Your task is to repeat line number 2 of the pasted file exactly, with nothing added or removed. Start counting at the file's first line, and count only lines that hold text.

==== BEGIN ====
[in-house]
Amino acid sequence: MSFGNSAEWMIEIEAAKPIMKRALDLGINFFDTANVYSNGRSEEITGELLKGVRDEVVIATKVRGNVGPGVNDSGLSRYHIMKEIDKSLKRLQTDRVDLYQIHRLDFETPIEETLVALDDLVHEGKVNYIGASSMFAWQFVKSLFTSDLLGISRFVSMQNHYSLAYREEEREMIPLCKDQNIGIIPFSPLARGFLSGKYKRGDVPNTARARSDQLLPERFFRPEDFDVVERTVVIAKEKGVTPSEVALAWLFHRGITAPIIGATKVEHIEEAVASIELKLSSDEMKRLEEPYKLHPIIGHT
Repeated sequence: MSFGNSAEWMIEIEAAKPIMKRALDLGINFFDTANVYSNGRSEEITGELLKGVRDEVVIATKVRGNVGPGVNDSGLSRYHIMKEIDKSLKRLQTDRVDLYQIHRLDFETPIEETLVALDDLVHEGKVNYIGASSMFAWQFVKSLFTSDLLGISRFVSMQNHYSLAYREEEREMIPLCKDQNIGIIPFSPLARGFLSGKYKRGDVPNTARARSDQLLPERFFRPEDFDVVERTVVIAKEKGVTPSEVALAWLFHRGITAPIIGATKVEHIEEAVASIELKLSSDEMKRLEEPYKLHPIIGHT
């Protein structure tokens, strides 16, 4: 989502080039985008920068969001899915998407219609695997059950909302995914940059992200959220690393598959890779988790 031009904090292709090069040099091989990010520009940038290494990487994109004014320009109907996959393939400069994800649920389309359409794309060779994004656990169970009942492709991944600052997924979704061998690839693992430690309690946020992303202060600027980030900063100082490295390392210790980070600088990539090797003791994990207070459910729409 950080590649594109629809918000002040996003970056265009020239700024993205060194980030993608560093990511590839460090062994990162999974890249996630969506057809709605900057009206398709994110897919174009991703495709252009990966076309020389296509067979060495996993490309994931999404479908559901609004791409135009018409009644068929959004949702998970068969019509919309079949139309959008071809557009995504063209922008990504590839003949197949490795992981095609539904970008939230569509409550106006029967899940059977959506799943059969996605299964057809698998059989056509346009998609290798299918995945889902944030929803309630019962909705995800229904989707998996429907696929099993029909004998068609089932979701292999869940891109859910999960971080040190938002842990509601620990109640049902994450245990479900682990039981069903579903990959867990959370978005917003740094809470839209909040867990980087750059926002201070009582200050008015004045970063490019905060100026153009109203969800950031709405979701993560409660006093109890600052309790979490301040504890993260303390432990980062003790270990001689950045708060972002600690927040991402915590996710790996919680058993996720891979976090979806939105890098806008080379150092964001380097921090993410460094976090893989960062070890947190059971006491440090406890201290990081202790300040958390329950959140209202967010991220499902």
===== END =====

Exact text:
Amino acid sequence: MSFGNSAEWMIEIEAAKPIMKRALDLGINFFDTANVYSNGRSEEITGELLKGVRDEVVIATKVRGNVGPGVNDSGLSRYHIMKEIDKSLKRLQTDRVDLYQIHRLDFETPIEETLVALDDLVHEGKVNYIGASSMFAWQFVKSLFTSDLLGISRFVSMQNHYSLAYREEEREMIPLCKDQNIGIIPFSPLARGFLSGKYKRGDVPNTARARSDQLLPERFFRPEDFDVVERTVVIAKEKGVTPSEVALAWLFHRGITAPIIGATKVEHIEEAVASIELKLSSDEMKRLEEPYKLHPIIGHT